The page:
It’s a small world after all

Sitting in a small space with hundreds of people while trapped inside tonnes of metal is not my idea of fun but I endure it because I love to travel to see other lands.

It is not only the feeling of being confined in the aircraft that is confronting but also the arduous administrative and security processes we have to go through before finally finding our assigned seat.

That being said, the flying component forms a small portion of the overall travel experience and is only a miniscule inconvenience in the span of a lifetime.

The knowledge that I can be standing in Nanjing Road, Shanghai one day and be back in my house in Australia within 15 hours blows me away. The world is so small.

Gone are the days when the closest people got to other countries was hearing stories of faraway places on the radio or reading about them in novels.

children of the worldAs a child of the 60’s I had a picture book called “Children of the World” that had cute illustrations of  a boy and a girl from 76 countries dressed in their national costume. Each page had a short paragraph written in the voice of a child about the characteristics of where they lived.

Every night before sleeping I would lovingly look through the pages and wonder what life would be like in other countries. My favourite page was Japan and I know this page sparked a lifelong fascination for this country.

When I finally visited Japan four years ago as a middle aged woman I remember feeling like the 8 year old version of myself being amazed by standing in ancient temples, walking next to women dressed in Kimonos, and spotting Mt Fuji in the skyline for the first time. I was in awe that the images I had stored in my imagination for so many years had come to life.

To me this feeling of amazement is the number one beauty of travel.

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7 thoughts on “It’s a small world after all

  1. Isn’t it great what books do for us? I always wanted to travel but I was born to parents who didn’t have money for faraway trips, and then later married a man who thought a trip to Milwaukee was a big deal. (I live about 30 miles from the city.) I didn’t realize my travel dreams until I was in my 40s. I met a couple of travel agents on a cruise one time and we hit it off so well, I traveled with them as a guest for the next couple of years. It was a marvelous time in my life! I’ve seen the whole Caribbean, Mexico and even Bermuda. When I remarried, I got lucky–Ken and I have seen a lot of the US and even the Panama Canal. My dream of travel came true–it just took a while. Love your blog.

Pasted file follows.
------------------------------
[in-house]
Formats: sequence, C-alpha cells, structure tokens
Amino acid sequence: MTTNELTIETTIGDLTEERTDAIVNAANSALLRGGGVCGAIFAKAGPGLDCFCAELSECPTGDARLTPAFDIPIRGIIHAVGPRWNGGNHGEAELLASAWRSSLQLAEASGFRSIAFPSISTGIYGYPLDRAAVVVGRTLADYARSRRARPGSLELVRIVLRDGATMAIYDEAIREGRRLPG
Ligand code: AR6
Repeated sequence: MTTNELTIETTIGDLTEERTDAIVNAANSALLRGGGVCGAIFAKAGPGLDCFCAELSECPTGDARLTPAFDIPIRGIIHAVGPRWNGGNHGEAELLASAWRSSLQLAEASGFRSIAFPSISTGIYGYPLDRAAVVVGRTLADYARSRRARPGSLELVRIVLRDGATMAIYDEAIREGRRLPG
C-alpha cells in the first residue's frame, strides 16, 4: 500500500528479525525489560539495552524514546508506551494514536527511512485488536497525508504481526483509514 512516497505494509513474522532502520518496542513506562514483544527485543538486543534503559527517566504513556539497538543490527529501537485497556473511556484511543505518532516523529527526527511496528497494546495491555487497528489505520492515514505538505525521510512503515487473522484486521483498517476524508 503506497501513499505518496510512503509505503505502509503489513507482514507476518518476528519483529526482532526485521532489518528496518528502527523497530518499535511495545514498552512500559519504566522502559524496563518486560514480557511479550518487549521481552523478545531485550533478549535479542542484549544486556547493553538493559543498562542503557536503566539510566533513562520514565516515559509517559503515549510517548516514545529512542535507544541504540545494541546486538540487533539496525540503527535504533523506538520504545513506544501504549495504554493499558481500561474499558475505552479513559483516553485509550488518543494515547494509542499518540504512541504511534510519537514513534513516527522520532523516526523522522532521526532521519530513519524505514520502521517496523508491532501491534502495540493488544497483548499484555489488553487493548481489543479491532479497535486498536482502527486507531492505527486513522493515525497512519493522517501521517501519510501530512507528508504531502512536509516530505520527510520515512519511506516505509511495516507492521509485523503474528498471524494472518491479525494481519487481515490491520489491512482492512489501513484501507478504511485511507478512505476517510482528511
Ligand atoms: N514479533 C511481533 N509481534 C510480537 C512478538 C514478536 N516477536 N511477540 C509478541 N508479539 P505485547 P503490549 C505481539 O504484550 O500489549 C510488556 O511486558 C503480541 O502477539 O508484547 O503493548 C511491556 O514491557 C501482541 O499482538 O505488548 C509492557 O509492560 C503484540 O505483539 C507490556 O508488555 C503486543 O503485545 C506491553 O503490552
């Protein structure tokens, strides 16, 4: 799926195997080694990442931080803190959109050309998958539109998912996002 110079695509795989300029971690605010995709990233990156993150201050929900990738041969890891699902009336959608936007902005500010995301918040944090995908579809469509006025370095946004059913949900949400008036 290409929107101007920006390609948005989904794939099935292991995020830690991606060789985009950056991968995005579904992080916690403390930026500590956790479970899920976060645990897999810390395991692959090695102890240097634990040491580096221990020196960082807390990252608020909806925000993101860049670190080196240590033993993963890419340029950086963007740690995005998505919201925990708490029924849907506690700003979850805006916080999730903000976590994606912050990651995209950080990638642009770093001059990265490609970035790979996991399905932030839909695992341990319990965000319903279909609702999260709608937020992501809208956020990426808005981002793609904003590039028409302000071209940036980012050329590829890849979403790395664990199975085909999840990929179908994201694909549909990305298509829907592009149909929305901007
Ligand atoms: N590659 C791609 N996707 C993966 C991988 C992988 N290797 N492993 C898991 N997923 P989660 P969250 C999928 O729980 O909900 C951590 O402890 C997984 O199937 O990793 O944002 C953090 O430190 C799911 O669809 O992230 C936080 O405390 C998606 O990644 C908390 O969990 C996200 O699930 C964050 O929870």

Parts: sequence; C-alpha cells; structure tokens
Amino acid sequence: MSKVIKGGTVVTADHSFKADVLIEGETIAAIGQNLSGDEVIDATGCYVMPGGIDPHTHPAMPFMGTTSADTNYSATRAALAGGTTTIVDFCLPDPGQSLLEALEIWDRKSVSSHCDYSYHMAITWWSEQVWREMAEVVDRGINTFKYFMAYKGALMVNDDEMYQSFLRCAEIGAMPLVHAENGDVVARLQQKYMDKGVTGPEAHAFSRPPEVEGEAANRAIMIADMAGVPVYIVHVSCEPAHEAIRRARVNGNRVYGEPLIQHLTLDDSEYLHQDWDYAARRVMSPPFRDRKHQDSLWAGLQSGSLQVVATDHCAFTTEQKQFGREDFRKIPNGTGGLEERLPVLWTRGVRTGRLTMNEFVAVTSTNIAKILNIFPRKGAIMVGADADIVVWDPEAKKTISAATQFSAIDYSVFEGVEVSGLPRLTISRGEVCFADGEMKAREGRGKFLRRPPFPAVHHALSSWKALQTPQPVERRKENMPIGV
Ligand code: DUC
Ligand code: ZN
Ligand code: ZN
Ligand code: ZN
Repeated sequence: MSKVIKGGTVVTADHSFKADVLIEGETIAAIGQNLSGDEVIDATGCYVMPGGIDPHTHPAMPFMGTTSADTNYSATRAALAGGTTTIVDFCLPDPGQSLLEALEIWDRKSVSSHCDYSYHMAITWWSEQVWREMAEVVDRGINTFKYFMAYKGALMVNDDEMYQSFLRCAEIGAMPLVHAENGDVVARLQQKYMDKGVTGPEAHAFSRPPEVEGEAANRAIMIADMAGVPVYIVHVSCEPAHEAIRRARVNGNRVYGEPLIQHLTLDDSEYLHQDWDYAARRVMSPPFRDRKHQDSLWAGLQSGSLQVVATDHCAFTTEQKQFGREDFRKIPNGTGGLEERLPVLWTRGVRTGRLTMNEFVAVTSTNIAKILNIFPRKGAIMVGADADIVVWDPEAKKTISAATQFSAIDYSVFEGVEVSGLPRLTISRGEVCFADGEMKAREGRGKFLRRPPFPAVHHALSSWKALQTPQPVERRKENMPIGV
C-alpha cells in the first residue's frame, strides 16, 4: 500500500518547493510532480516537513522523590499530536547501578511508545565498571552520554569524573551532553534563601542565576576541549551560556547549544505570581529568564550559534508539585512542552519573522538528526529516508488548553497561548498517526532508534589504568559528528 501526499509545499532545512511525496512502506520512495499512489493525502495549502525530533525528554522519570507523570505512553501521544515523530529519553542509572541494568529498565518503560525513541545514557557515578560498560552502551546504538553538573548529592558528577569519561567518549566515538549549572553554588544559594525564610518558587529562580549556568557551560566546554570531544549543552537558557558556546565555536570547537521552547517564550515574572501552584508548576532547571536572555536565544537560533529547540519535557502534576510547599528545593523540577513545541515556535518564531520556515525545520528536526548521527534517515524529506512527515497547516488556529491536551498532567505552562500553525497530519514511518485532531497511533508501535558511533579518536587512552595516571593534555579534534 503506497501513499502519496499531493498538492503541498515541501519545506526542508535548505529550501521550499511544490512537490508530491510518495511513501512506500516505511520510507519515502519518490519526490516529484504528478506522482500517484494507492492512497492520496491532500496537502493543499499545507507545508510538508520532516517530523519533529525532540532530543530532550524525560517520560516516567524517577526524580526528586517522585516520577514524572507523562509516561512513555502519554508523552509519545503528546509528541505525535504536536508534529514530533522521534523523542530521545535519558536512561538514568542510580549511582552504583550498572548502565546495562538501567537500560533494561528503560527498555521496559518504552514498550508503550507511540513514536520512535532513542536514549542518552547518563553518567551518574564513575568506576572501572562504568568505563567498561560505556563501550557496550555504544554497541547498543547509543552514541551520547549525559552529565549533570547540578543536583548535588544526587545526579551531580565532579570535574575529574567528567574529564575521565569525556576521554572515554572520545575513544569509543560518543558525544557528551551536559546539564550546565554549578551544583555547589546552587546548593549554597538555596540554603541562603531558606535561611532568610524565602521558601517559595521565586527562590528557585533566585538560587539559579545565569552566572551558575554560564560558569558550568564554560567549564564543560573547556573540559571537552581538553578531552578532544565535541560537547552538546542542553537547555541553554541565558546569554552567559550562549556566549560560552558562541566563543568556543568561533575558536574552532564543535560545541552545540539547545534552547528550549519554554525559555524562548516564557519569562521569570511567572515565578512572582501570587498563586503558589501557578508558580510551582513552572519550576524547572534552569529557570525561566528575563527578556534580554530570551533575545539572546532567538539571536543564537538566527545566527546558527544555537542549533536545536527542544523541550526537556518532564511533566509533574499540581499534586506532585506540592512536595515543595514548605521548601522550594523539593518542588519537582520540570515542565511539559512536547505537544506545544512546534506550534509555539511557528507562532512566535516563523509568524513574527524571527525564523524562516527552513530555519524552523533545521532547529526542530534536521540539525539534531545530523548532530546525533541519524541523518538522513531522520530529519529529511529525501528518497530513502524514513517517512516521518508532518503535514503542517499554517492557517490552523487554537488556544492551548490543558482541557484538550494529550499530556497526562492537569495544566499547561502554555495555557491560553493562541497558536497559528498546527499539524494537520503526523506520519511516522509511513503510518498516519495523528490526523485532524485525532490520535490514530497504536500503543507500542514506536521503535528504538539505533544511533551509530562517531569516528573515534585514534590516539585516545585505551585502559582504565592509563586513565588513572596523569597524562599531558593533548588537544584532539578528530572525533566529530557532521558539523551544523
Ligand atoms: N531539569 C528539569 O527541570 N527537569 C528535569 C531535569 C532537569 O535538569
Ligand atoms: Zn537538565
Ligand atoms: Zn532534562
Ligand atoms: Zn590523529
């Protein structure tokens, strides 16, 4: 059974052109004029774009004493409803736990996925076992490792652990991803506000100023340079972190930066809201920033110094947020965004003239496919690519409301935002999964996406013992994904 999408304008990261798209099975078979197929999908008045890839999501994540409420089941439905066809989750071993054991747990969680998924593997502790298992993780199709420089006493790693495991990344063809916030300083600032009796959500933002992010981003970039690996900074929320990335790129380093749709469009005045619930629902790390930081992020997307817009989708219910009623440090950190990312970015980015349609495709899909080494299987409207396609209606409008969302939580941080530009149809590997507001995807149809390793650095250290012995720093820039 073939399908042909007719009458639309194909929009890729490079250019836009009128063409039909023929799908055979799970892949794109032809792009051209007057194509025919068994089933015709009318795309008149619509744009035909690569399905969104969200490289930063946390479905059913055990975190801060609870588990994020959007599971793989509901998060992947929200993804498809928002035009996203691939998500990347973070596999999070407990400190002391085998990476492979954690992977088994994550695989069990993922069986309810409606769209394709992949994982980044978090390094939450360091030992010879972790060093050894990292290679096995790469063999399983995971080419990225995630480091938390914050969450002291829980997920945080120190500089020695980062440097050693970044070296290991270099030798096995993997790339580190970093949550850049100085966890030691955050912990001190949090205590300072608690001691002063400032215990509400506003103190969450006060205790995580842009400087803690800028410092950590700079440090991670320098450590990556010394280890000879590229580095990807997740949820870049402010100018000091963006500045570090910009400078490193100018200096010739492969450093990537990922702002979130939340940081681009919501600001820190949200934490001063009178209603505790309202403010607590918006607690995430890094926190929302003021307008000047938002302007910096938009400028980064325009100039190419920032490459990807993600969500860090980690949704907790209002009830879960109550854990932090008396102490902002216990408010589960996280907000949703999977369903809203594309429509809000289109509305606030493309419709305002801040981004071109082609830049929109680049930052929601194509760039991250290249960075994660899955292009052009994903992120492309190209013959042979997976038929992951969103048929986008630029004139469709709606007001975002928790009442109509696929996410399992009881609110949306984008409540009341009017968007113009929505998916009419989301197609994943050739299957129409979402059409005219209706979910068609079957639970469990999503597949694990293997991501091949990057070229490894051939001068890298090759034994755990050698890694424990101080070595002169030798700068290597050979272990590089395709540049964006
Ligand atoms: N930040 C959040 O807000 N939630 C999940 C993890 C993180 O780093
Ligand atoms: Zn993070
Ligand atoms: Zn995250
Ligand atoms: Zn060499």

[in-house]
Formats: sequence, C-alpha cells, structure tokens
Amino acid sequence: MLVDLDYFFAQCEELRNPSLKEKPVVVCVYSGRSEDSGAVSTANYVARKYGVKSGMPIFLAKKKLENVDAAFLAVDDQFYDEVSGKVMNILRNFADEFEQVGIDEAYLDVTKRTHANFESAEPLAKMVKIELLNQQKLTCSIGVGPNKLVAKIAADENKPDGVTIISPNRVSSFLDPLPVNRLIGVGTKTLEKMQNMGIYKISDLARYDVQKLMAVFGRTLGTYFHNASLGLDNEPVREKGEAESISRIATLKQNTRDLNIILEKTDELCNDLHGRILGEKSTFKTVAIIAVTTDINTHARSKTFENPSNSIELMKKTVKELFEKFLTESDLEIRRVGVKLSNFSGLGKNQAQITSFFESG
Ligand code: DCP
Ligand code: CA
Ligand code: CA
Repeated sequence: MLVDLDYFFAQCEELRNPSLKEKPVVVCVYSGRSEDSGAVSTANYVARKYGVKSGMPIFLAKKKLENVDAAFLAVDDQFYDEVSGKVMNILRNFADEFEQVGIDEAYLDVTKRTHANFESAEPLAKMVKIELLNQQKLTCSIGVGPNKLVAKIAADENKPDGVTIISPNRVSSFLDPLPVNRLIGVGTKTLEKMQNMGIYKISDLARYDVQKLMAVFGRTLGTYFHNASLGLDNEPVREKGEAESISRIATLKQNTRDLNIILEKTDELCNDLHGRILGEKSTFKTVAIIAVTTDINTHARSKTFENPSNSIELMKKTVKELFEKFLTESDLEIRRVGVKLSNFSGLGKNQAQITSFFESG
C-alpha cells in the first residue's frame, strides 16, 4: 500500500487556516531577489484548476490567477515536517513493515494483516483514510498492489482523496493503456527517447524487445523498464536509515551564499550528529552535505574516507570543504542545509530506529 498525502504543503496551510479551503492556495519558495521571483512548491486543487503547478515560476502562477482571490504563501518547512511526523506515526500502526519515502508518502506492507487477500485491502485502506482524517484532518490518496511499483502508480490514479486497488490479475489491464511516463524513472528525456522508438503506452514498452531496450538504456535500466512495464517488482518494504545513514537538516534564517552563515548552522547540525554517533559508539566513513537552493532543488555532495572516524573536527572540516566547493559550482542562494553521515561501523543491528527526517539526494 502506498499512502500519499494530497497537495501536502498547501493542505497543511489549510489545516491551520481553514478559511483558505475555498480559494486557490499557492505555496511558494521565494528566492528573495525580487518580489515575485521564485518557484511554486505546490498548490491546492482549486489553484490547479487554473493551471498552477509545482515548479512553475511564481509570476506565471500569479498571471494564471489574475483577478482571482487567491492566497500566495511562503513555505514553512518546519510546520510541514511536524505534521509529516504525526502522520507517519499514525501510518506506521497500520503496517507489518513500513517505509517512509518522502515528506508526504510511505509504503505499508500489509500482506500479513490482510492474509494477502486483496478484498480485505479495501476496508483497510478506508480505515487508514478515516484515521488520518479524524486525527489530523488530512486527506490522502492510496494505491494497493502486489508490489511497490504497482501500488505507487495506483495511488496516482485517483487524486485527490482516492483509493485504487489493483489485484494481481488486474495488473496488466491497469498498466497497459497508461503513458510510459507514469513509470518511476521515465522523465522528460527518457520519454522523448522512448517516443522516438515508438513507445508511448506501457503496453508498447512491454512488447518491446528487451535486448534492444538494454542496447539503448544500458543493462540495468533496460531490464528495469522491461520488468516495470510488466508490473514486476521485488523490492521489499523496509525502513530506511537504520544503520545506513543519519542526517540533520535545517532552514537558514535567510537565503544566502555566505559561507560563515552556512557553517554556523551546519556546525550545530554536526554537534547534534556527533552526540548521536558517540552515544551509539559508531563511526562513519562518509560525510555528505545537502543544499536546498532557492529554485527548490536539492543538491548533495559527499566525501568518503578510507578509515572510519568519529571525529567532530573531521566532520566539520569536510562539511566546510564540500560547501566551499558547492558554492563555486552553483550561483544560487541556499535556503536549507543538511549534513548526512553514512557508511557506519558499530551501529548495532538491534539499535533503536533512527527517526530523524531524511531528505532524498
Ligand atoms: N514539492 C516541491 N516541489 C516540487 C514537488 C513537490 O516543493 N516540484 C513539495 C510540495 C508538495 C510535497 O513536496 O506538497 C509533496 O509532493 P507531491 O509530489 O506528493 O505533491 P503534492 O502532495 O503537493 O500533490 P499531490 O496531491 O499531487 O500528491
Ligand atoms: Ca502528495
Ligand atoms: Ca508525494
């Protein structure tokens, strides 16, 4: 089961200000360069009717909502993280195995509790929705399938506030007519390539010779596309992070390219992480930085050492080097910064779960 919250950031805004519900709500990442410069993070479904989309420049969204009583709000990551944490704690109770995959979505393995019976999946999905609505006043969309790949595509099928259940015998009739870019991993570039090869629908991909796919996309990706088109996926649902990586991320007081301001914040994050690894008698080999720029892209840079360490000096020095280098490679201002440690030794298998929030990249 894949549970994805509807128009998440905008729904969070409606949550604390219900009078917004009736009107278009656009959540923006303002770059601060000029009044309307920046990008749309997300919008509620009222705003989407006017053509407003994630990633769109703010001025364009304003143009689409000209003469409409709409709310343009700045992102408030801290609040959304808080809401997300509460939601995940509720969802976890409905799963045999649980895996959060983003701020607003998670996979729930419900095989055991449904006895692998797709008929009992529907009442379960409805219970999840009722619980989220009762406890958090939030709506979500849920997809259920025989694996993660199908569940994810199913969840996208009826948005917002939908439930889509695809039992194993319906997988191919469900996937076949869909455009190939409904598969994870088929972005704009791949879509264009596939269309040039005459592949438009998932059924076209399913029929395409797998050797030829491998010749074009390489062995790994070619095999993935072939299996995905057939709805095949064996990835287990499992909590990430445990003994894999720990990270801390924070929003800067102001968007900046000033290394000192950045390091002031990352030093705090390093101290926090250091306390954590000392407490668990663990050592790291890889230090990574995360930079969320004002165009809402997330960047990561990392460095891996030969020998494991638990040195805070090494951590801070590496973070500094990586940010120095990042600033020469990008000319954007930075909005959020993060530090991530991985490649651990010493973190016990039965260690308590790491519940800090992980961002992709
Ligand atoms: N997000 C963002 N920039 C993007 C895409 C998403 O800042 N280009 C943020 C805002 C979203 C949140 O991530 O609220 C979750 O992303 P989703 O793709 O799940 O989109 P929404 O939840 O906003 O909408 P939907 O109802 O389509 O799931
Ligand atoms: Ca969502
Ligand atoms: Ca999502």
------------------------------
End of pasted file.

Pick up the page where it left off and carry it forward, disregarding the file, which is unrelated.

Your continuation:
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  2. Travel is also within me and I share your passion. I worked on a cruise ship for three years travelling the world and the most amazing feeling was waking up in a new place each day! Awesome. Japan was one of those places…..absolute beauty.

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  3. Sometimes I think that we spend so much time thinking about what’s wrong with us and with our lives, that it gets in the way of living and experiencing what is all around us. We think about how we feel, how we should feel. We try to describe happiness in a way that we imagine it should be, could be, or can be, if we can just FIND a way to bring that kind of joy into our daily lives. There are signs and sayings, literally everywhere, telling us what to feel, how we should feel and why we aren’t feeling the way we know everyone else must be feeling. Something is wrong. We are constantly being distracted by a barrage of books and advertising that tells us that OTHER people have the ANSWER for OUR lives. Those people can help everyone find what they are looking for…IF… we just buy their book, or tape, or video or attend their class. If you do buy their product or attend their class and your life does not change then it’s your fault, of course. You didn’t do something correctly, or you didn’t try hard enough, but it’s not their fault and there are no refunds. You could read their second book, however, or take another class and maybe that would help. It’s the oldest scam in the world. If you dye your hair a certain color everyone will think you are Marilyn Monroe. I don’t think so. Maybe we should all just stop looking for something we already have…life the way it is. Life can be challenging. It can be hard. Life has ups and downs, but that’s what life is. I don’t think people should accept a miserable life. I believe that people should always work for change and a better way of doing things. I just think that when someone wants to change it should be their own idea and not something sold to them by someone who is looking to make money on their misery. I don’t look for happiness (it does find me, however). My goal in life is contentment. With contentment comes the ability to deal with what is and go with the flow. May you find peace and a life with few bumps in the road. This comment was for a different page but I couldn’t find the comment button, so I’m sorry about that.

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    1. Hi Melissa, thank you for sharing that quote. When I see you in a photo taken in Japan your face looks more radiant and alive than it does when I see a photo of you taken in Australia. I wonder why that is?

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